Wednesday, March 23, 2016

Stealing bread from the poor?

Ceylon Today
The cost of bread just went up by another 7.5 per cent or thereabouts from Monday. Consumer price hikes are masquerading as VAT, profits taxes and what-have-you. This followed Prima pushing up the price of a kilo of wheat flour by Rs 7.20 to pass on the government imposed tax on wheat grain imports last week. We're playing around with phrases to do with Value Added Tax, profits taxes here.
The current fact is that global prices for wheat are falling drastically as has been the trend since the government first took office in the initial 100-Day Programme and immediately decreased the import tax concession from Rs 10 to Rs 4 a kilo resulting in Prima increasing the price of a kilo of flour by Rs 7.20 which unleashed price hikes for bread and a whole lot of wheat flour based foods which hit the consumer badly.
A world price drop must result in a price decrease for the consumer. Else, your economics is flawed, very badly.
The government is getting its wires crossed in its panic to increase its revenue and has simply added yet another burden on the consumer under the disguise of reducing import tax concessions one year and falling back on the lame excuse of giving farmers an indirect boost by discouraging flour imports and bread consumption.
This is the type of rationale that comes out of the wrong end of a bull. Scared of the socio-political fallout from a direct price hike, yet another burden has been dumped on the voter.
Budget 2016 conveniently 'failed' to include all these factors in the way of consumer price hikes which the Opposition would have relished. There was the VAT 'afterthought' after Budget fever had waned.
This is yet to be felt and identified as VAT is passed down to the consumer in a score of consumer items which we use at home or pay for in the shop and eating houses. It's anyone's guess as to what price hikes the Bakery Owners' Association members and non-members will pass on to buns and fast-foods , all of which will amount to an average Rs 500 increase in the average man's cost-of-living a month.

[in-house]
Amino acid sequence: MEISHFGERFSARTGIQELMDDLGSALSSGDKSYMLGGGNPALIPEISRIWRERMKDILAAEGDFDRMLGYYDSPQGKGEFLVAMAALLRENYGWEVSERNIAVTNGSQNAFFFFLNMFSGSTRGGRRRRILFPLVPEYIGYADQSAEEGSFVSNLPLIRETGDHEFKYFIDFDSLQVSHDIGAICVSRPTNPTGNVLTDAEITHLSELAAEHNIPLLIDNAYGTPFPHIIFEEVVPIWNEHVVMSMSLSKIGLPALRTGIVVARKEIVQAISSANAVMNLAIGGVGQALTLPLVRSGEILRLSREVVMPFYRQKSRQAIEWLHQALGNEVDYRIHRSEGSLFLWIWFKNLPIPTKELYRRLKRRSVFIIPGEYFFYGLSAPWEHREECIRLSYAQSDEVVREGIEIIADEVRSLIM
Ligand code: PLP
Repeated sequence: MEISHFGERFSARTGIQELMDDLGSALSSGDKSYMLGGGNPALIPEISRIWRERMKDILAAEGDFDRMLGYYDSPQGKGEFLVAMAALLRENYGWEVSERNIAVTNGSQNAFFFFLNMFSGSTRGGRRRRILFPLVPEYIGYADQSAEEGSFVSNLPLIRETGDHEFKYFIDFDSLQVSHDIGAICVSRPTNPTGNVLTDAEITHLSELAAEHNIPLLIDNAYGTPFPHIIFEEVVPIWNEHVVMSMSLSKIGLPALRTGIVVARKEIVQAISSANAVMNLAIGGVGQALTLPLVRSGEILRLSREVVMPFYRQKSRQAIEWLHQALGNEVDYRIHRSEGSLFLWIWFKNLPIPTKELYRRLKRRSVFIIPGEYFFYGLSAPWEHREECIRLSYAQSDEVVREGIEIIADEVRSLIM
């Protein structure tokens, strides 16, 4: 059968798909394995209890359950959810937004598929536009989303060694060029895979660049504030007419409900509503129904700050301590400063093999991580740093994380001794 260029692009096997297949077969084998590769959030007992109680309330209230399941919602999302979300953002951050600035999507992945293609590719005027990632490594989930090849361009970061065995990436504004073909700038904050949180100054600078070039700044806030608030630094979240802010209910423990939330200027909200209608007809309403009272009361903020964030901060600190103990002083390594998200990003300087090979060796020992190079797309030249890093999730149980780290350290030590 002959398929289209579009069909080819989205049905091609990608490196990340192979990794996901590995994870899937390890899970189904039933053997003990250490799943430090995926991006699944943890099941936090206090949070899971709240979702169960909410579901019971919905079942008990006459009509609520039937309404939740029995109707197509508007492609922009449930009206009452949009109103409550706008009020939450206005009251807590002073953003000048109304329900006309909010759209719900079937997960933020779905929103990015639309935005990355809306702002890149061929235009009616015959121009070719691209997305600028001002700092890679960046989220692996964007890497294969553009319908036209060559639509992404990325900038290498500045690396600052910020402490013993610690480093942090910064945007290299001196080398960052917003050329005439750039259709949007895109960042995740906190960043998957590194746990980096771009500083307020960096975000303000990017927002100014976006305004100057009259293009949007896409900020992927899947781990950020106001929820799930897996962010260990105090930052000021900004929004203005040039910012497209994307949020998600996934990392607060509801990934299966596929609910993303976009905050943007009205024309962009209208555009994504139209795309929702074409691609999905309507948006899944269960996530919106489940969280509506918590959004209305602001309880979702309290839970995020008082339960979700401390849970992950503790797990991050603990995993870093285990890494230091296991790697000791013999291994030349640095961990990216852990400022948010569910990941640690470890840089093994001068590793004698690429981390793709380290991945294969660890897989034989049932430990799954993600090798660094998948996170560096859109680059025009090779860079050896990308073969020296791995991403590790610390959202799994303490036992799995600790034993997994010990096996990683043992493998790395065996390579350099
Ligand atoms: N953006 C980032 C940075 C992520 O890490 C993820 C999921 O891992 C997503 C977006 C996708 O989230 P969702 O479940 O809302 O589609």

Translate that into price hikes in eating houses which serve rotis, string hoppers, hoppers etc and you and I could be finding ourselves Rs 2,000 out of pocket a month apart from anything between Rs 2,000 to Rs 5,000 on other essentials including medicines and imported nutritional supplements for the sick, kids and the elderly as they pass on VAT to every product we buy.
According to the NCPI, "For February 2016, the value change decrease of food items was mainly due to the price decreases in vegetables, rice, green chilies, big onions, etc.
However, increases in value change were recorded for dried fish, fresh fish, papaw, sugar, mangoes and garlic due to price increases of these items compared to the previous month (January).
It's a pipe dream to expect Prima to cut back on imports because the consumer is never going to change his preference for bread as a preferred dietary choice. Prima re-exports flour to Indonesia and does not have to pass on any burden to the Lankan consumer.
To cut a long story short, this government and all its predecessors have been lacking the gumption to kick Prima out entirely and allow the Sathosa or any agency under the Trade Ministry to become major players in the Wheat Flour market, while private sector players can be allowed a role to help maintain market forces which can be monitored and controlled in the interests of the consumer.
The consumer is sick and tired of excuses and false justifications. To permit a market monopoly that militates so aggressively against the consumer is highly unconscionable. To subtly increase burdens on the consumer is more unconscionable.
This is a far cry from the visions of Shangri-la dangled before the nation's eyes by the concept of Yahapalanaya. The government has two sensible and logical choices before it if it's sincere about keeping its pledges to the people: 1. End the flour/wheat monopoly 2. Impose a price control on flour and its products, [bread etc].

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